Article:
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David Flynn
@WickedUk_gitlab
Main task is also an IO and runs with unsafeRunSync
James Rockett
@jrockett6
I'm new to cats, so I may not be very helpful. But have you taken a look at Bracket or Resource?
https://typelevel.org/cats-effect/typeclasses/bracket.html
https://typelevel.org/cats-effect/datatypes/resource.html
Raas Ahsan
@RaasAhsan
Concurrent.background is the recommended way to start an IO concurrently and "ignore" its outcome
which does return a Resource :)
David Flynn
@WickedUk_gitlab
Is there any documentation for this?
looks like Gitter doesn't recognize the whole link, but the Scaladoc is the most comprehensive description we have of the method I believe
David Flynn
@WickedUk_gitlab
Okay thanks, there should be a rule, no documentation on the webpage, the feature doesn't exist :-)
Otherwise you're getting misdirected by the documentation that is there to do it another way.
Raas Ahsan
@RaasAhsan
Yeah, I'm with you all the way there. The majority of the documentation on the website was written before 1.x was released, and new features and changes since then are more or less neglected by it
one of which was Concurrent.background IIRC
David Flynn
@WickedUk_gitlab
I'd be happy to help out, but I'm still pretty much an effect newbie. With a certain other tech doing all it can to establish itself, if that becomes easier to get up to speed with, then cats effect will begin to decline, which would be a shame given the work gone into it.
val longProcess = (IO.sleep(5.seconds) *> IO(println("Ping!"))).foreverM

val srv: Resource[IO, ServerBinding[IO]] = for {
  _ <- longProcess.background
  server <- server.run
} yield server

val application = srv.use(binding => IO(println("Bound to " + binding)) *> IO.never)
What's server.run ?
Raas Ahsan
@RaasAhsan
That would be very much appreciated! We've identified gaps in documentation as an issue and have been taking some steps to address it. For the next CE release, there will actually be a completely new documentation site (content will remain unchanged for now). Most of the current maintainer efforts are dedicated towards CE3 though, where we're aiming to be much stricter on documentation standards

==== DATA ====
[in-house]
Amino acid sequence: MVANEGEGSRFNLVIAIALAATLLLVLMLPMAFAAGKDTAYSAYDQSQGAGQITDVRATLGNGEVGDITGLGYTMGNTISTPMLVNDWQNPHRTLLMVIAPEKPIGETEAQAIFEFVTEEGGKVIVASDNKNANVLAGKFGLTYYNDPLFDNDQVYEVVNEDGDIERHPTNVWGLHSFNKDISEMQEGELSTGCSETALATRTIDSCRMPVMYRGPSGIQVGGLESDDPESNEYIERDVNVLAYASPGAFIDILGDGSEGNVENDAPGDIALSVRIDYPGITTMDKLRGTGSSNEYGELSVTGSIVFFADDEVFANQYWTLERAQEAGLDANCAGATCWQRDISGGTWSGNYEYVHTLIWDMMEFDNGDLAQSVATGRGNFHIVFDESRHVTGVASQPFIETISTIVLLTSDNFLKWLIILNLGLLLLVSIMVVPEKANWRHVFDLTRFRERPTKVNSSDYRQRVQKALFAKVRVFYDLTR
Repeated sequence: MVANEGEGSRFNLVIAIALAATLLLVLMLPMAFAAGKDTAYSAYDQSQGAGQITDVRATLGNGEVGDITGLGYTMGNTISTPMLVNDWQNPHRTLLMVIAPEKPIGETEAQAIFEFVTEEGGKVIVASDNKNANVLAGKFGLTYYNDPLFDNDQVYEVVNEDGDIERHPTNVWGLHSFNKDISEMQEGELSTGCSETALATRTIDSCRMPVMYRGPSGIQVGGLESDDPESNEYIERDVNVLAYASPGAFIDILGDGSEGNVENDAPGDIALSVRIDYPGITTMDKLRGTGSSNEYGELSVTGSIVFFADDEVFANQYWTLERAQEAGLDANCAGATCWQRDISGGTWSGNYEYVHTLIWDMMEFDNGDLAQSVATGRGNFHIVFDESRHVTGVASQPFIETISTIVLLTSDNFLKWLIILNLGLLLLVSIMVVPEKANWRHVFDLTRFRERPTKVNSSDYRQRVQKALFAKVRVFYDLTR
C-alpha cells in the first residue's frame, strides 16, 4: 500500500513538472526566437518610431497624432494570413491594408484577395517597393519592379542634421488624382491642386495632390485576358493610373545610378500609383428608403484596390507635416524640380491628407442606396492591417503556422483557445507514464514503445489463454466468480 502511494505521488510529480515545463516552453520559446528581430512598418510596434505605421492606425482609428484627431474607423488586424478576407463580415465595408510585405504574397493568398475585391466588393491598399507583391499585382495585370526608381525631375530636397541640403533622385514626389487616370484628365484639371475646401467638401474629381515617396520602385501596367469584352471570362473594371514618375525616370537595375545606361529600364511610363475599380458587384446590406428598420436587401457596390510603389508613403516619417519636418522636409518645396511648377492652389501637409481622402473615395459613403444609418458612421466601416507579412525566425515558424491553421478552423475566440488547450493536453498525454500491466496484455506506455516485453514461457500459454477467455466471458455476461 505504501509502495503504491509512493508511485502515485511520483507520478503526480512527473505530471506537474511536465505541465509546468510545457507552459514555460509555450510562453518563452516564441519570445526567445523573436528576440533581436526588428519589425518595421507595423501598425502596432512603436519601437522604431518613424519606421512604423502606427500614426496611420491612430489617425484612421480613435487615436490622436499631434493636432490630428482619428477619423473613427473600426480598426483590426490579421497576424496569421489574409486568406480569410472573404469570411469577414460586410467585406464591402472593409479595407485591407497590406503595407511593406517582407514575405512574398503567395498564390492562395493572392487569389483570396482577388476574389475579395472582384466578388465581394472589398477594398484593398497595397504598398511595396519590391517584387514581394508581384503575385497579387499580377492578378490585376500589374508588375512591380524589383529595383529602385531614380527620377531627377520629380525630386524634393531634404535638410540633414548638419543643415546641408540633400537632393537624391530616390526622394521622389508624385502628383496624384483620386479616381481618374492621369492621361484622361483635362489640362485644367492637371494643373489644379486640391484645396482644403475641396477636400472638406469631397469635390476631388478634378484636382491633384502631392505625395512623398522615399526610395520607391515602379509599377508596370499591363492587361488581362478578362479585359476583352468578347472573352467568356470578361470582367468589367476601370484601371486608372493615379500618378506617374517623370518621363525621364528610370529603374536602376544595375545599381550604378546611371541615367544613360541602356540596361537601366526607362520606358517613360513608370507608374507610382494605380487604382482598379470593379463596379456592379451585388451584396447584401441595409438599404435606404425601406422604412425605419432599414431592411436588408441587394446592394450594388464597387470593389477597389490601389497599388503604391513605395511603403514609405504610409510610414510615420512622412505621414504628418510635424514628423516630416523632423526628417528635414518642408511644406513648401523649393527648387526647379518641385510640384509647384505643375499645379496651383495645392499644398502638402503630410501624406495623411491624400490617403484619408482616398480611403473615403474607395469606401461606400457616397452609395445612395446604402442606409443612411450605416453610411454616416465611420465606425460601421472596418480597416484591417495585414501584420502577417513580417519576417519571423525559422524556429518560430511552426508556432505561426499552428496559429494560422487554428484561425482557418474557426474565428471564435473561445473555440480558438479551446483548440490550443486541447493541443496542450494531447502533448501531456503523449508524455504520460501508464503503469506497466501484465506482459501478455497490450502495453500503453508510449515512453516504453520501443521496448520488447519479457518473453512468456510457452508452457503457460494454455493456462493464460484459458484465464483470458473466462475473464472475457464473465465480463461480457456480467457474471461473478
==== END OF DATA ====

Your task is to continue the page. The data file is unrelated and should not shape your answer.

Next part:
So, in that example, Resource is being used to scope the lifecycle of some dummy application that starts a longProcess and some kind of network server, both of which are captured via Resource
David Flynn
@WickedUk_gitlab
so server.run is something else that also runs, but we don't care what it is or how it does it, just that longProcess.background doesn't block the flow ?
Raas Ahsan
@RaasAhsan
yeah, exactly. as long as you're inside the scope of that nested Resource, longProcess will continue to run (unless it terminates on its own)
David Flynn
@WickedUk_gitlab
And I suspect if it was a complete example it would be pinging the server
Raas Ahsan
@RaasAhsan
Yeah, we should honestly have complete examples for things like this.
David Flynn
@WickedUk_gitlab
so in my case I've got two servers, and one can cause the other to exit, so I could do two background calls inside a resource, and some kind of wait until both are to be killed at the end
Raas Ahsan
@RaasAhsan

and one can cause the other to exit

What's the nature of this?

David Flynn
@WickedUk_gitlab